How To Grind Coffee Beans With Or Without A Grinder

How To Grind Coffee Beans With Or Without A Grinder

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Two group heads with different grinds of coffee

You’ve got yourself a brand new coffee machine, and now you’re probably wondering how to grind coffee.

Maybe you’ve been using ground coffee your whole life, or perhaps the coffee grinder you normally use has just broken. Either way, this post teaches you all you need to know about grinding coffee, as well as how to grind coffee beans without a grinder.

But why is grinding coffee so important?

When coffee is ground, it creates more surface area for hot water to extract coffee oils and other molecules that make up the distinctive flavor of the coffee.

If we didn’t grind the coffee, it would be almost impossible to extract the flavor quickly enough for you to be able to have your morning coffee.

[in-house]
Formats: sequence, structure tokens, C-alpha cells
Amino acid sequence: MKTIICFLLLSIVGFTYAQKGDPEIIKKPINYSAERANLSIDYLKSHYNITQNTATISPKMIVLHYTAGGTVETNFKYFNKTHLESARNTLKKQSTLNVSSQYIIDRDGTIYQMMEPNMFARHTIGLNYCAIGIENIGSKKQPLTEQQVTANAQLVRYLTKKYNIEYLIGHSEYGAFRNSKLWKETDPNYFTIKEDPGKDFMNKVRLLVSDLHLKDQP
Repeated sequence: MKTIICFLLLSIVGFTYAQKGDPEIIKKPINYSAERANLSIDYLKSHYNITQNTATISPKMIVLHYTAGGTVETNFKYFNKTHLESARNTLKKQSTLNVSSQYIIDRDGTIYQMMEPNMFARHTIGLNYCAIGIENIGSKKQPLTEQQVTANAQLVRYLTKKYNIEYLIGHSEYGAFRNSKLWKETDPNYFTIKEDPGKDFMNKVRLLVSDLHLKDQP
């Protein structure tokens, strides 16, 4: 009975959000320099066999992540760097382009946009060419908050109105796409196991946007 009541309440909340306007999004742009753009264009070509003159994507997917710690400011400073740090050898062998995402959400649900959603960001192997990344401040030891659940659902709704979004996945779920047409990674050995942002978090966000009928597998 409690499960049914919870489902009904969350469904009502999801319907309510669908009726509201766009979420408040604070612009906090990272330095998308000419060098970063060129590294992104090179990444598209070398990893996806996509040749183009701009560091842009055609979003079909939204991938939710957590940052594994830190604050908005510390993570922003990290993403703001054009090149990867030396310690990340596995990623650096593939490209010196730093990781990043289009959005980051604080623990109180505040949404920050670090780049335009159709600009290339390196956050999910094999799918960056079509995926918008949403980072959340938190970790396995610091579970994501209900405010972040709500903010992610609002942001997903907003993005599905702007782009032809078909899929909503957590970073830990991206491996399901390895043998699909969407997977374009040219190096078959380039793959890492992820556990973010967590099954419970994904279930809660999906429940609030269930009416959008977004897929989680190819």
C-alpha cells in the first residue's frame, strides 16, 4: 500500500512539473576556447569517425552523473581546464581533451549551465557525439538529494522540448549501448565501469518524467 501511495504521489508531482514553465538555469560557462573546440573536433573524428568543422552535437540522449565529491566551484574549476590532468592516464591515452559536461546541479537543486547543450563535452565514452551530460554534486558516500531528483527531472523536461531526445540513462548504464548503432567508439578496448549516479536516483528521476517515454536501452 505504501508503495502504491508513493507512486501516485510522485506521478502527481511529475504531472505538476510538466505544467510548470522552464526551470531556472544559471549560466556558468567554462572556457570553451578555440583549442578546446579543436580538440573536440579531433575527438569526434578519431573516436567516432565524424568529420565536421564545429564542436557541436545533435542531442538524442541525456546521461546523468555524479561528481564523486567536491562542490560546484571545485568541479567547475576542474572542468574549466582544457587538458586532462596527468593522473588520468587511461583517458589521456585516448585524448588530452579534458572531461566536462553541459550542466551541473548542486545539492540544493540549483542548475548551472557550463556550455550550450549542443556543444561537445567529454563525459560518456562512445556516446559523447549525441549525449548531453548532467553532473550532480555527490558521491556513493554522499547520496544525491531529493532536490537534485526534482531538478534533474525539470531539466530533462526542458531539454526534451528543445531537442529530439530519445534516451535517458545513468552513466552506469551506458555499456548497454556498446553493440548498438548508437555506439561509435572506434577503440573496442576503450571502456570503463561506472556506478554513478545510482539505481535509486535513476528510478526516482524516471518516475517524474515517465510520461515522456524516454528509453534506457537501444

So why not use preground? Because as soon as you grind the coffee bean, its flavor begins to die. While sure, you’ll have a cup of coffee even if you buy ground beans, but you won’t get that vibrant, full flavor. Your coffee might taste a bit bland, and over time become a little funky.

Now we have the ‘don’t buy ground coffee’ PSA out of the way, let talk about the different ways you can grind coffee beans at home.

Two group heads with different grinds for learning how to grind coffee beans

Types of Coffee Bean Grinders

Burr Grinder

By far the best bit of grinding kit you can buy, a Burr Grinder will give you the most control over your grind. From super fine to medium coarse, the burr grinder will do it all. 

Furthermore, it’s also the only grinder on this page that will give you a consistent, even grind, as well as the only one that will likely get you a fine enough grind for espresso machines. 

Espresso is a very special cup of coffee. An ordinary coarse grind works great in a french press. But an espresso machine needs a fine grind.